Thankfully, it did! The second muslin I made with the Simplicity pattern came out great and the instructions for the collar and lapels were clear. Despite being intended for knits, the jacket was still too big, specifically in the shoulders- the top of the arm dropped down too far and I had to shorten the shoulder seams a bit (an adjustment I make on almost all Big 4 patterns), but it was easy to fix. I went back and forth about whether or not I should line my jacket, but seeing as how it would be intended mostly for wear in the spring and summer, I didn’t want to make it so hot with extra fabric that it would be uncomfortable to wear. Instead, I used Hong Kong seams with bias tape on the visible inside seams and serged the others that you couldn’t see. After a quick trip to Joann’s, I found the perfect antique brass buttons for the front of the jacket, and she was complete!
For the shorts, I used a vintage TNT pattern (Simplicity 7688) that I have made a few times before with great success. I decided to omit the rectangular waistband that comes with the pattern and instead use my curved waistband from my Ginger Jeans pattern, which I love. Unfortunately, I didn’t take into account that the jeans’ waistband is drafted for pants that close in the front, and my shorts are drafted with a side zipper. DOH! I didn’t have enough fabric to recut my waistband after realizing my mistake so I had to work with what I had, which was easy enough to do but means that I have a random extra seam stuck into the waistband. Again, probably not visible to anyone looking at the shorts if I don’t point it out to them, but the other good news is that I bet you a hundred dollars I don’t make that same mistake again!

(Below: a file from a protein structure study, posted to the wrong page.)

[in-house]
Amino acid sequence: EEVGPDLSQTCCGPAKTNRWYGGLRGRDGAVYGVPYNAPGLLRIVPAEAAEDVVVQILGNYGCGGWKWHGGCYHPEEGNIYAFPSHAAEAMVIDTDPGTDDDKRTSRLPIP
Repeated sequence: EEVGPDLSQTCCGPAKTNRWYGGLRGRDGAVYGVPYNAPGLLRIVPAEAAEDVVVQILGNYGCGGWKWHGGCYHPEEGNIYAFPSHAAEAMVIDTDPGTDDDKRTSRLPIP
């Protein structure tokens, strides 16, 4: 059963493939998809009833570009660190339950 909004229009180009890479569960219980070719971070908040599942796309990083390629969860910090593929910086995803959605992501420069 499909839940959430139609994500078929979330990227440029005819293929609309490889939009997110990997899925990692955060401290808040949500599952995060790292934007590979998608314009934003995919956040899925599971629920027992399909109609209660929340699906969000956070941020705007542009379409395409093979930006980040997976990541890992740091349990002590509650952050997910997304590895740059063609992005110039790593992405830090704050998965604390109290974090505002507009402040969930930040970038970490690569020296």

I think this ensemble would look really cute with a button down shirt underneath it when the weather gets a bit cooler, but seeing as how we are smack dab in the middle of July and first wore this outfit to SDCC a few weekends ago to promote our new Amazon kid’s show Danger & Eggs, I am opted for the most temperature appropriate version of the look, which was a simple off-white v-neck knit t shirt paired with the jacket- fabric for that shirt is from Organic Cotton Plus and pattern is the Lark Tee from Grainline Studios, which comes with several sleeve and collar options.
I am thrilled with this whole look, with the fit, and with the success of the jacket construction! And I am super excited that something that has been on my to-make list for so long actually saw the light of day! Now I just have to convince Hayley, the friend who inspired me with her own RTW shorts suit look, to head out on the town with me so we can sport them at the same time! And now to close, here is an awesome shot of our Danger & Eggs cast in one of the photos we took to promote the new show at Comic Con- I was drooling over Aidy’s outfits all weekend, they were absolutely gorgeous and I want to copy every single one!